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Splitting the atom was a major technological feat for humankind. Releasing energy from it for electricity production was yet another major step towards supporting the unfolding path of civilisation.

The worst memories of the deliberate unleashing of the power of a nuclear device remain the exploding of atomic bombs over Japanese towns of Hiroshima and Nagasaki in 1945, towards the end of the Second World War.

In terms of nuclear accidents of monumental disaster, the 1986 Chernobyl disaster in Ukraine (then in the former Soviet Union) has no match. Many deaths and severe health problems followed this accident. The radioactivity that accompanied the Chernobyl accident was several times higher than what was unleashed by the atomic bombs dropped on Japan during the Second World War.

The radiation spread as far as Belarus, Russia, Ukraine, and parts of France and Italy. The Chernobyl accident was adjudged to have resulted from human error, including design defects. It was also accompanied by a series of attempts to cover up the impacts, as well as a shrouding of the exploded reactors in defective concrete.

Today, the world is alarmed by the massive impacts of the 8.9 or 9.0 magnitude earthquake that struck off the coast of Honshu Island in Japan. The combined effect of the earthquake and the ensuing tsunami has astonished a watching world, brought great misery to the people of Japan, and raised a huge question mark about how prepared we can ever be for natural disasters.

Everyone accepts that Japan is well equipped and prepared to handle earthquakes, with building codes and other emergency infrastructure set to deal with such happenstance. What has added a new twist to the current situation is the impact that the earthquake and tsunami has had on Japan’s nuclear power plants.

An explosion at the Daiichi plant near Fukushima on March 12 raised anxieties. The explosion blew off the upper exterior walls of the plant. The standby diesel generator that would have pumped water to cool the plant failed one hour after the earthquake struck, leading to the overheating of the water and resulting in the explosion.

The authorities announced that the reactor core of the plant was safe, and that there wasn’t a huge radiation leak. Nevertheless, over 100, 000 people had to be moved, owing to fears of radiation impacts. The evacuation zone stretched over 20 kilometres radius of the plant. Over the next few days, the radiation kept below acceptable official levels, although anxiety levels remained high.

A more severe explosion early on March 15 raised radiation levels, increasing fears that the containment vessel of reactor 2 had been damaged. The evacuation of emergency workers from the power plant signified the possibility of a nuclear catastrophe.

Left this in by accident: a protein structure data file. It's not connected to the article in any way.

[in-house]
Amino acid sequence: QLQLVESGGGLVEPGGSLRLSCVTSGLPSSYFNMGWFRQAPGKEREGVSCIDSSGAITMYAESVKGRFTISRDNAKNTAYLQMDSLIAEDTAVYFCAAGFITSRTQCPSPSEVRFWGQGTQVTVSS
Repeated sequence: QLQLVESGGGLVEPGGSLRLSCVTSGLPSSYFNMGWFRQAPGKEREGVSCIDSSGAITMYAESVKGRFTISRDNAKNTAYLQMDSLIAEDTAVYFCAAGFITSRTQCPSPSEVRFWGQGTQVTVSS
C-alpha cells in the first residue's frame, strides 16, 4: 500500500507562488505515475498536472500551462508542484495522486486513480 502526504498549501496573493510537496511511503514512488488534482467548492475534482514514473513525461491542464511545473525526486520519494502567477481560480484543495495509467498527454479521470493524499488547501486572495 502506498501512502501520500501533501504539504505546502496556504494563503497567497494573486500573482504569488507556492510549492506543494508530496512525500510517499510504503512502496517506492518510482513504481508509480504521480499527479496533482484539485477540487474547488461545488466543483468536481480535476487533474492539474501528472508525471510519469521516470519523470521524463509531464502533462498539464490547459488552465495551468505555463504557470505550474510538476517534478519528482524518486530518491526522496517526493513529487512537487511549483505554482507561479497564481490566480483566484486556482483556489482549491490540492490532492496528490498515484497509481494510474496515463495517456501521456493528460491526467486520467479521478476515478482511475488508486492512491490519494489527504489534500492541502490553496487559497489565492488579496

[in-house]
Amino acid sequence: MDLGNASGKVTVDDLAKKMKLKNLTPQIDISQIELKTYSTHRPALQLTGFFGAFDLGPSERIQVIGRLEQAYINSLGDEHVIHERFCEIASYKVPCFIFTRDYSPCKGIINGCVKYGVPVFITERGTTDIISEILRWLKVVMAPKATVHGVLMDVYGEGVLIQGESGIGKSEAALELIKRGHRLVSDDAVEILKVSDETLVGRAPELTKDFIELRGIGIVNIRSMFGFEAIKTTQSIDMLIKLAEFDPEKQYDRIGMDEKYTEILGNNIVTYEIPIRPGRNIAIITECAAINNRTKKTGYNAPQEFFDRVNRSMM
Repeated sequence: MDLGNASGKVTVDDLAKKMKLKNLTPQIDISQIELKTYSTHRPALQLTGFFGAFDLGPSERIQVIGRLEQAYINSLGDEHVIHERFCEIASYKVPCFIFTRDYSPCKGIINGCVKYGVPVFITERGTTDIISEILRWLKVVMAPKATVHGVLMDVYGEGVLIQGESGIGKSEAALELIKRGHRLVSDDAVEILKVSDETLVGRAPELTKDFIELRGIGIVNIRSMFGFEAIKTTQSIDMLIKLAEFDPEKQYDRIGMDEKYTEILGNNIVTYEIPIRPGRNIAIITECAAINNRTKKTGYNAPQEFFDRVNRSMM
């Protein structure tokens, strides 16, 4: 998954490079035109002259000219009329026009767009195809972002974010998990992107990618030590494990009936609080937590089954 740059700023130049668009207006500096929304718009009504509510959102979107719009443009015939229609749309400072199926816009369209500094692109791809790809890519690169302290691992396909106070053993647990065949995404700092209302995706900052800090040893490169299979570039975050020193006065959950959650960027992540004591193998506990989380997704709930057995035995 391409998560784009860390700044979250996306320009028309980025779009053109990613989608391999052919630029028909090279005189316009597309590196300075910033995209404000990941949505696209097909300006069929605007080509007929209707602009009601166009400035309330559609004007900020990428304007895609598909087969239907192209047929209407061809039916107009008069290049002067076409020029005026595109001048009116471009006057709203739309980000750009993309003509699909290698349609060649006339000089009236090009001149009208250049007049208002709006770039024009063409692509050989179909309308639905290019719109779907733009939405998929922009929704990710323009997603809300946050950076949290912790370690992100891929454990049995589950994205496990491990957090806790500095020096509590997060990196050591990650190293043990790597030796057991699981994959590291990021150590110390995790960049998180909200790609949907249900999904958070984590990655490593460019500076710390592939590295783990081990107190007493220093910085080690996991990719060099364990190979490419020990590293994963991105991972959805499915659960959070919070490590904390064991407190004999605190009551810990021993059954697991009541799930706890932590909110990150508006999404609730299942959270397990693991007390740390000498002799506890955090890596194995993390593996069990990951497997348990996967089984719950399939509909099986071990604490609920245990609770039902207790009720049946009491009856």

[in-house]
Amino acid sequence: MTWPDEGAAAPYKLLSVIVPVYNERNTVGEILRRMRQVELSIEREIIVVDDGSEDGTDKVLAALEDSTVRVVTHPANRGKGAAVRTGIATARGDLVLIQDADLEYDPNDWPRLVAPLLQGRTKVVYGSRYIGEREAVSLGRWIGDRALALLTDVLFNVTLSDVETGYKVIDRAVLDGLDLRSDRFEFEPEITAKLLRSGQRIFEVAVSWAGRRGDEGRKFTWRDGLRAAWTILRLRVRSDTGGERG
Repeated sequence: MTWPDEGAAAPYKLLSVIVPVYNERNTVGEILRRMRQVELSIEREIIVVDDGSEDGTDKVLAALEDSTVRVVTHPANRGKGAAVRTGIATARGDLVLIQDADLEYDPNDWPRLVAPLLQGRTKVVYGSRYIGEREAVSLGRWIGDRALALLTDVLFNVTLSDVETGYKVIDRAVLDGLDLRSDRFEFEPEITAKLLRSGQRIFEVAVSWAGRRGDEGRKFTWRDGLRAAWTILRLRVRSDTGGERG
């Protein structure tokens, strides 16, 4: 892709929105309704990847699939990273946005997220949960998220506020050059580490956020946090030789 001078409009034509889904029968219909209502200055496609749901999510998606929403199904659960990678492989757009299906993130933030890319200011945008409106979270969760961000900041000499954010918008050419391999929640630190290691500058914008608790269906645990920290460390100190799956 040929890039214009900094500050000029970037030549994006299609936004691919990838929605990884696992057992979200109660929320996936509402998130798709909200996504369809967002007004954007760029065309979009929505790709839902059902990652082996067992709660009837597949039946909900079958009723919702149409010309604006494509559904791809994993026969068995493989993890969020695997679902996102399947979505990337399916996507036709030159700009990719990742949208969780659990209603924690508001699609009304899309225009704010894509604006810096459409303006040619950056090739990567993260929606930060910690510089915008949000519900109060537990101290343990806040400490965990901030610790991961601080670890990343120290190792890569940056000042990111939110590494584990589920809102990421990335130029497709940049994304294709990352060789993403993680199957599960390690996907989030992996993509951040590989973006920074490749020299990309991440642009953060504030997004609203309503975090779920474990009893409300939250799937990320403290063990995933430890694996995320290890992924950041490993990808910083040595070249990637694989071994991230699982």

The nuclear game is getting a link to soccer in Brazil where there are plans to bring a new nuclear power plant on stream, early enough to provide electricity for the 2014 FIFA World Cup fiesta the country would then be hosting. The country already runs two nuclear power plants that came into use in 1985 and 2000, meeting 50 per cent of the electricity needs of the state of Rio de Janeiro. Environmental concerns are being addressed through pledges to adhere to rules. But pledges are not so reassuring in these matters.

Closer home in Africa, the drive towards nuclear power is gathering momentum. South Africa already invests huge sums in this mode of energy generation and produces 5 per cent of its electricity from nuclear plants. Uranium rich countries such as Namibia believe that this is a way to boost economic development. There have even been talks of the possibility of building floating nuclear plants off the coast of Namibia.

Although Namibia is not earthquake prone, this does not sound like an exciting or safe way to go. Apart from the risks involved in operating nuclear power plants, it is not quite clear to whom the country plans to export the surplus electricity that would be generated by this plant. One could venture to say that floating nuclear plants would be dynamic power generators and may be moved closer to export markets, possibly as far away as energy starved Nigeria.

The incident from Japan also underscores the need to move away from mega power infrastructures that depend on extensive distribution grids. It suggests that nations should invest in the development of renewable energy sources from abundant solar, wind, and other resources, rather than embark on high-risk technologies that we cannot quite control.

It is also a time to realise the viability of localised energy provision on the basis of energy autonomy for discrete zones and communities. This would be cheaper to deliver and ensures better energy supply, including during crisis situations.

Considering Nigeria’s emergency response preparedness and capacities in simple areas like fires, oil spills, and industrial accidents, as well as the quality of maintenance of our hydropower and other plants, venturing into the nuclear power arena here is nothing short of courting disaster.

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